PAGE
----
React documentation advice is to use JSX, a syntax extension to JavaScript, to define React elements. JSX is not a template language. A template is an enriched JavaScript expression that is interpreted at runtime. Plain JavaScript can also be used instead of JSX.

Virtual DOM technique has some disadvantages:

  • create a whole tree every time a change happens (add or remove a node), so the memory footprint is quite important;
  • an interpreter is required as long as the diff algorithm to compute the difference among the Virtual DOMs. At compile time it is not known which functionalities are required to render the application, so the whole thing has to be shipped to the browser.

Incremental DOM

It is the foundation of the new rendering engine. Each component template gets compiled into creation and change detection instructions: one to add the component to the DOM and the other one to update the DOM in-place.

Instructions are not interpreted by the Angular runtime, the rendering engine, but the instructions are the rendering engine.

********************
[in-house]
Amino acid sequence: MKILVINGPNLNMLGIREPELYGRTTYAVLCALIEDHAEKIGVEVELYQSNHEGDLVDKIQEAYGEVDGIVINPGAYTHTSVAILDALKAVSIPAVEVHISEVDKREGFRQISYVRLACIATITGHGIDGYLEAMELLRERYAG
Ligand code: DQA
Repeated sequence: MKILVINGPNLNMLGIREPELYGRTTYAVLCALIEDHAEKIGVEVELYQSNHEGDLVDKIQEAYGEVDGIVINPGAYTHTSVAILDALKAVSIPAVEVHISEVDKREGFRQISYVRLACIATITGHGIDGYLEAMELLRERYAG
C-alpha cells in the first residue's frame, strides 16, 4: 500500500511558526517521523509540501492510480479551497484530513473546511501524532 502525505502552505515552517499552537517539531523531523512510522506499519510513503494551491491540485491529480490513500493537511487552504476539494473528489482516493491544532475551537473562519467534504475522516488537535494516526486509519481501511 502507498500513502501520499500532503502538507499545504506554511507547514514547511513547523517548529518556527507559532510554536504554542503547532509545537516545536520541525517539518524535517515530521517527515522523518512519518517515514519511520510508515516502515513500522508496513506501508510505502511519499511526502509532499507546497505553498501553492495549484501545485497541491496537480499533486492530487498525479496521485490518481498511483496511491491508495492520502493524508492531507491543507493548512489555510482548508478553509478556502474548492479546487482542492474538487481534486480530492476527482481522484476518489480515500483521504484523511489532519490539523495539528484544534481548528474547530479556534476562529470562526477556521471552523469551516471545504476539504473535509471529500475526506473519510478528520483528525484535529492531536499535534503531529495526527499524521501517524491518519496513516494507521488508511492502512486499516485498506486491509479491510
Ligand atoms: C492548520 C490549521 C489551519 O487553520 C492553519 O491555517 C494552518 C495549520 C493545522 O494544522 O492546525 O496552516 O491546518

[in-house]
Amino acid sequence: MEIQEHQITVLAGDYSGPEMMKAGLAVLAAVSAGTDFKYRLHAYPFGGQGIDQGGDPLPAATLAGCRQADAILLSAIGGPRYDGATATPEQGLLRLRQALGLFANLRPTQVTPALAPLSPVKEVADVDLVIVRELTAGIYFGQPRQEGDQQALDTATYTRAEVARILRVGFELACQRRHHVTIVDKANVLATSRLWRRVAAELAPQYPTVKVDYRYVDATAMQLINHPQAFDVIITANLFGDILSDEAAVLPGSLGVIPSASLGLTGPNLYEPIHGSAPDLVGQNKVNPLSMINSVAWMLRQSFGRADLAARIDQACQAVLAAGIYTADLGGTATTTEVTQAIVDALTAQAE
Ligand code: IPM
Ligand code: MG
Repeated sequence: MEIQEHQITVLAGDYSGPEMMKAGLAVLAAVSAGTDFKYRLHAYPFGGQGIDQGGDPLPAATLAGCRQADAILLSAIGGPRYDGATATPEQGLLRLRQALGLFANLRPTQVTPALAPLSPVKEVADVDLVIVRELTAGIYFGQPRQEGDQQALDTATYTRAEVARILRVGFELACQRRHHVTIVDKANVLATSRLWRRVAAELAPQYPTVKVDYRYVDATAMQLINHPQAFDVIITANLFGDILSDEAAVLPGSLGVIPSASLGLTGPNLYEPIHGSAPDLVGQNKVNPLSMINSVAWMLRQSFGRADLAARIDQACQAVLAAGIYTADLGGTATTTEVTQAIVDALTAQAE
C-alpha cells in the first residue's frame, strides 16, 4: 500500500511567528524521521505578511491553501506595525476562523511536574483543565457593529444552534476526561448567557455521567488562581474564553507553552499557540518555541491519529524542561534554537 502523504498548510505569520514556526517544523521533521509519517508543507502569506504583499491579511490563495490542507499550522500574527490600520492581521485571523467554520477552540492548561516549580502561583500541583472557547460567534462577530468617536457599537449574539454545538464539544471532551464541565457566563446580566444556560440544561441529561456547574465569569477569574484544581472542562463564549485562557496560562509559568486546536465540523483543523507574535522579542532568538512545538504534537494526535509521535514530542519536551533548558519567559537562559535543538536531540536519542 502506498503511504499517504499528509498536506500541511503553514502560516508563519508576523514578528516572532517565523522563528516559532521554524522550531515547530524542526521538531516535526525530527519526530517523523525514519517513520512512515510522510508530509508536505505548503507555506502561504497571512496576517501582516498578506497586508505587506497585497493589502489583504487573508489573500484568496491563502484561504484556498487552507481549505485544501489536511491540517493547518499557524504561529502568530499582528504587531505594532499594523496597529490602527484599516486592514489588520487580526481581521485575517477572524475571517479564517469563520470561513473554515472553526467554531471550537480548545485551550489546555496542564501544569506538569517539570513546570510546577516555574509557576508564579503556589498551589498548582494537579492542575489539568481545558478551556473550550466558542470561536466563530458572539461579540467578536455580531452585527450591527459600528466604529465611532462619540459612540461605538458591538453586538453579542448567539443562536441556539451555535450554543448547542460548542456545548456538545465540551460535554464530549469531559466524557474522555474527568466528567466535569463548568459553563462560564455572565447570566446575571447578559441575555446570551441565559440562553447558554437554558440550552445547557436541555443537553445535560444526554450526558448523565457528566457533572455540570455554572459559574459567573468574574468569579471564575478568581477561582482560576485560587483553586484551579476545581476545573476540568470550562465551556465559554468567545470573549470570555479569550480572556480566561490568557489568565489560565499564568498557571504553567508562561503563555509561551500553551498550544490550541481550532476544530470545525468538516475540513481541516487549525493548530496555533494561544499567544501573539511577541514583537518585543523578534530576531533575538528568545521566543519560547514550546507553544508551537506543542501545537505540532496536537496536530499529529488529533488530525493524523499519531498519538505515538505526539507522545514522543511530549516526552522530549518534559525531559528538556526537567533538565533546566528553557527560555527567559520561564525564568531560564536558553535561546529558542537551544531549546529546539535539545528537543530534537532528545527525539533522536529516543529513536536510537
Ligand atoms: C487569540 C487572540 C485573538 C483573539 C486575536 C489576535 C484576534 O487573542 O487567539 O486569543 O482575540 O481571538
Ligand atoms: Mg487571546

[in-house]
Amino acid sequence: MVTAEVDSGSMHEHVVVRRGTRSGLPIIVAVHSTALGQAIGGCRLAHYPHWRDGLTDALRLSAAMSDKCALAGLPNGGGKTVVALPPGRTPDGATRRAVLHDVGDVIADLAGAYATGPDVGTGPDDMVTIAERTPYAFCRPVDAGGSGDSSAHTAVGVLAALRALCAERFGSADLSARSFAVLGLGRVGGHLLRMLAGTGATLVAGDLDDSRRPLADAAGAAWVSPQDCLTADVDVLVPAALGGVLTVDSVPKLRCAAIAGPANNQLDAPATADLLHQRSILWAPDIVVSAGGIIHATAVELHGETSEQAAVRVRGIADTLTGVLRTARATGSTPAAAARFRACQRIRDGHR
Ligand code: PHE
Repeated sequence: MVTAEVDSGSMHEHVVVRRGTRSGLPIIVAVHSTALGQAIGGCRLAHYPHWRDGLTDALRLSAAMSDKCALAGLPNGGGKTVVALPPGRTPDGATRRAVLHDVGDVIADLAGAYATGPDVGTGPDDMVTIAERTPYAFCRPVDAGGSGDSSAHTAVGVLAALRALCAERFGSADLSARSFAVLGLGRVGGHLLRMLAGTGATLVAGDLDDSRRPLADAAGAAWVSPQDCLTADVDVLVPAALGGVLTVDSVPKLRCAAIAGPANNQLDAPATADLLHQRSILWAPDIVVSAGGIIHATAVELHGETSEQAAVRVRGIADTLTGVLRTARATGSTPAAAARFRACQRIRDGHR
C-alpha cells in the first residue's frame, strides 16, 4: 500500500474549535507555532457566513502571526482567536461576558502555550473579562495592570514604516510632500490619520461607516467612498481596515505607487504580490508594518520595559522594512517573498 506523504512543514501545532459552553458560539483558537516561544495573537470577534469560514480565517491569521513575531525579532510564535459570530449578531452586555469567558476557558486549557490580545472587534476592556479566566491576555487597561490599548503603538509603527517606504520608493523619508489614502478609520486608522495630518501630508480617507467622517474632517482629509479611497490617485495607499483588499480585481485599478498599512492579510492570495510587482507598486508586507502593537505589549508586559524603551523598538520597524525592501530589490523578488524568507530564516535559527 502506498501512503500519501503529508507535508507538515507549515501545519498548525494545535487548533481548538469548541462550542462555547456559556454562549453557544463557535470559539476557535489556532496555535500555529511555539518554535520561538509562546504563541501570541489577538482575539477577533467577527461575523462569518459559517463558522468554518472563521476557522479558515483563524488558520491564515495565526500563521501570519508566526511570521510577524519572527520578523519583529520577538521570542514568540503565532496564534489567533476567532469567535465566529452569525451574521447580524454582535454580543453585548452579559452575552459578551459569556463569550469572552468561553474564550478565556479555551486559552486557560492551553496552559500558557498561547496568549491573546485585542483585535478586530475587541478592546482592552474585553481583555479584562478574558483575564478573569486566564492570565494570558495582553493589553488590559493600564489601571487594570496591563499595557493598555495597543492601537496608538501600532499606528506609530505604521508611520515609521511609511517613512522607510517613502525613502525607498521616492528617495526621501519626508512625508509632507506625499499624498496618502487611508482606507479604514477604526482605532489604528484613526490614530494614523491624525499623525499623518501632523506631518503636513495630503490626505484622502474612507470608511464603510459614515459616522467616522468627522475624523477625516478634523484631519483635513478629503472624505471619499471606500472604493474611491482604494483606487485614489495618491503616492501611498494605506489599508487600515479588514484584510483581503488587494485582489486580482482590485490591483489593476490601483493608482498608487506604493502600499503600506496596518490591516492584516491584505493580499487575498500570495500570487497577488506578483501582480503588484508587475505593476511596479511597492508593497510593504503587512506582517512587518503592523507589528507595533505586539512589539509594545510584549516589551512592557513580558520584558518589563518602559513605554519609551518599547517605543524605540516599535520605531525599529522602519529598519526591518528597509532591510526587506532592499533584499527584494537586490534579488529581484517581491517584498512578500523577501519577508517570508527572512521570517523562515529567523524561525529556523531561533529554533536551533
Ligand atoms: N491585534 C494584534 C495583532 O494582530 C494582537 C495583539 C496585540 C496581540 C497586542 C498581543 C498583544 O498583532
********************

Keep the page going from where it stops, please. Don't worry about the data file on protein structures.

Viktor Savkin - Nrwl

Since the runtime does not interpret the template component instructions, but the component references instructions it is quite easy to remove those instructions that are not referenced. At compile time the unused instruction can be excluded from the bundle.

The amount of memory required to render the DOM is proportional to the size of the component.

Tip
The compiled template component references some instructions of the Angular runtime which holds the implementation.

Enable Angular Ivy

Ivy can be enabled in an existing project with the latest Angular version but also directly scaffold a project with Ivy.

Enable Ivy in an existing project

Having an existing Angular (8.1.x) project run: